In 2003, the Securities and Exchange Commission adopted rules that purportedly immunized attorneys who, subject to specific conditions, reveal confidential information to the SEC. 17 C.F.R. § 205.3(d)(2). Technically, the rule permits, but does not require such disclosure without the consent of the “issuer” (who may or may not be the attorney’s client).
The SEC’s adoption of this rule caused widespread consternation in several state bars – especially in California. Section 6068(e) of the California Business and Professions Code requires attorneys “To maintain inviolate the confidence, and at every peril to himself or herself to preserve the secrets, of his or her client.” There is only one statutory exception to this obligation – an attorney may, but is not required to, reveal confidential information relating to the representation of a client to the extent that the attorney reasonably believes the disclosure is necessary to prevent a criminal act that the attorney reasonably believes is likely to result in death of, or substantial bodily harm to, an individual. The statute is reinforced by the California Rules of Professional Conduct, which prohibit attorneys from revealing information protected by Section 6068(e) without the informed consent of the client. Rule 3-600.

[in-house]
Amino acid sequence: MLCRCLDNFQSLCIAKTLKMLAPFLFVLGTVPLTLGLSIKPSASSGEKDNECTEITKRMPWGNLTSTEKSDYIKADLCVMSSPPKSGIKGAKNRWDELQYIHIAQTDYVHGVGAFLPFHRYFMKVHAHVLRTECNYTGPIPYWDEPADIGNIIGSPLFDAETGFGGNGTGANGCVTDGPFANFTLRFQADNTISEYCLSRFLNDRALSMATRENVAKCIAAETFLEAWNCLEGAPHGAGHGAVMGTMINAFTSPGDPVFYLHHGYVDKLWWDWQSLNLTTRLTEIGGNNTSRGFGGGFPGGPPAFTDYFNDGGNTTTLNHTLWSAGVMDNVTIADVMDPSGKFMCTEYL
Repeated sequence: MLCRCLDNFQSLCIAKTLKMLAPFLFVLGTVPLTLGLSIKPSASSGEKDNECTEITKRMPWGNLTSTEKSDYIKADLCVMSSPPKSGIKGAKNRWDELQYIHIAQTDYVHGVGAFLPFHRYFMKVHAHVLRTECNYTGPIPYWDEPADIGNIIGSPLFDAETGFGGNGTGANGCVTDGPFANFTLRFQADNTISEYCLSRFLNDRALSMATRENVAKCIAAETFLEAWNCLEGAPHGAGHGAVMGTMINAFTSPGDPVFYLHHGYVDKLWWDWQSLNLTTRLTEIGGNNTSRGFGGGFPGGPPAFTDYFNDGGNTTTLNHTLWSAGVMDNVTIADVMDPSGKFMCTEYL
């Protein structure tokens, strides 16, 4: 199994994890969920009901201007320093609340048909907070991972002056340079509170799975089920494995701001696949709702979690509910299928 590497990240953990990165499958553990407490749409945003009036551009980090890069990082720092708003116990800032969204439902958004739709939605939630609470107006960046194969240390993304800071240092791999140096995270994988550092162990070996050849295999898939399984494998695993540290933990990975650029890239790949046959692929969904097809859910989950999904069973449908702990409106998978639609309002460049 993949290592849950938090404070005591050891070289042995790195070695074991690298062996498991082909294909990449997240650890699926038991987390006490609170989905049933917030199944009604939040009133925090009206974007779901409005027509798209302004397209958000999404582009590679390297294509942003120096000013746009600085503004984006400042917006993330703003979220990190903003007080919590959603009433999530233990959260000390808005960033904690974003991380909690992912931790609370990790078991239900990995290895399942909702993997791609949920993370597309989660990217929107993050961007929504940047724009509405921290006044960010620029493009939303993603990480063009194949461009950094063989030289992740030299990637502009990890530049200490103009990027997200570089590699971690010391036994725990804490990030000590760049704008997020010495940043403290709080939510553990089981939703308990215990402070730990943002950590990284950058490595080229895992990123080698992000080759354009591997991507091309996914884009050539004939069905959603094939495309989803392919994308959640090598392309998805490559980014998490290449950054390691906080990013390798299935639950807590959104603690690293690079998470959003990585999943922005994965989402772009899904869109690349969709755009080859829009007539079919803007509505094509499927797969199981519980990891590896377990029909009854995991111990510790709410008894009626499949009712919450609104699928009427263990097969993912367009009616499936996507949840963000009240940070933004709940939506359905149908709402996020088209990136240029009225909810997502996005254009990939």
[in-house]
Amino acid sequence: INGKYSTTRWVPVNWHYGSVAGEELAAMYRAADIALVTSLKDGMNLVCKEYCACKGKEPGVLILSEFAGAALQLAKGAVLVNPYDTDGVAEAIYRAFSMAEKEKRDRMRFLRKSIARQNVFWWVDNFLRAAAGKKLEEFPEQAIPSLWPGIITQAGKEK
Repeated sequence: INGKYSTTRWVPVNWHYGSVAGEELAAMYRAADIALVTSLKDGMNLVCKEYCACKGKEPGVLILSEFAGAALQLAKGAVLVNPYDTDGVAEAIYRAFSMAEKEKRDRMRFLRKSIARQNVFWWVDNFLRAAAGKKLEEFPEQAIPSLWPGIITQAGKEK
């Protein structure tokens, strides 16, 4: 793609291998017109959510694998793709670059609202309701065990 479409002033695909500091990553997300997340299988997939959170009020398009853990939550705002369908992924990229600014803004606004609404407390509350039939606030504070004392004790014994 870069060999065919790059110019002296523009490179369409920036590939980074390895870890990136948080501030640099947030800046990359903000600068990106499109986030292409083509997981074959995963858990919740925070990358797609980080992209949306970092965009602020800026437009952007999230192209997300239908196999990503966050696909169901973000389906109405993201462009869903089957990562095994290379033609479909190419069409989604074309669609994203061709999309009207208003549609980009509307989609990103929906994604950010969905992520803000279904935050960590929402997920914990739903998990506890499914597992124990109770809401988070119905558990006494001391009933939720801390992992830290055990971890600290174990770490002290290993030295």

In March 2004, the the Corporations Committee and the Committee on Professional Responsibility and Conduct of the California State Bar (COPRAC) jointly issued a summary Ethics Alert to all members of the California Bar, highlighting the major issues presented by the new SEC rules and the impact they have on California attorneys. Ethics Alert: The New SEC Attorney Conduct Rules v. California’s Duty of Confidentiality (2004). Subsequently, the Corporations Committee published a law review article which discussed in depth the conflict. Conflicting Currents: The Obligation to Maintain Inviolate Client Confidences and the New SEC Attorney Conduct Rules, 32 Pepp. L. Rev. 89 (2005). The authors were James F. Fotenos, Steven K. Hazen, James R. Walther, Nancy H. Wojtas and I.
The SEC made it clear that it believed its rule “shall prevail over any conflicting or inconsistent laws of a state or other United States jurisdiction in which an attorney is admitted or practices.” Implementation of Standards of Prof’l Conduct for Attorneys, [2002-2003 Transfer Binder] Fed. Sec. L. Rep. (CCH) 86,823, at 87,071 (Feb. 5, 2003). Thus, I was pleasantly surprised to see the following statement in an amicus curiae brief filed yesterday by the SEC:
These attorneys are not required to make reports to the Commission and, indeed, may often be precluded from doing so as a result of their ethical obligations to their clients.
While I may be reading too much into this one sentence, it was heartening to see some acknowledgment that attorneys have ethical obligations to their clients.
The SEC filed the brief in Liu Meng-Lin v. Siemens AG, in support of its position that whistleblowers are entitled to protection from retaliation regardless of whether they report wrongdoing to their employer or the SEC.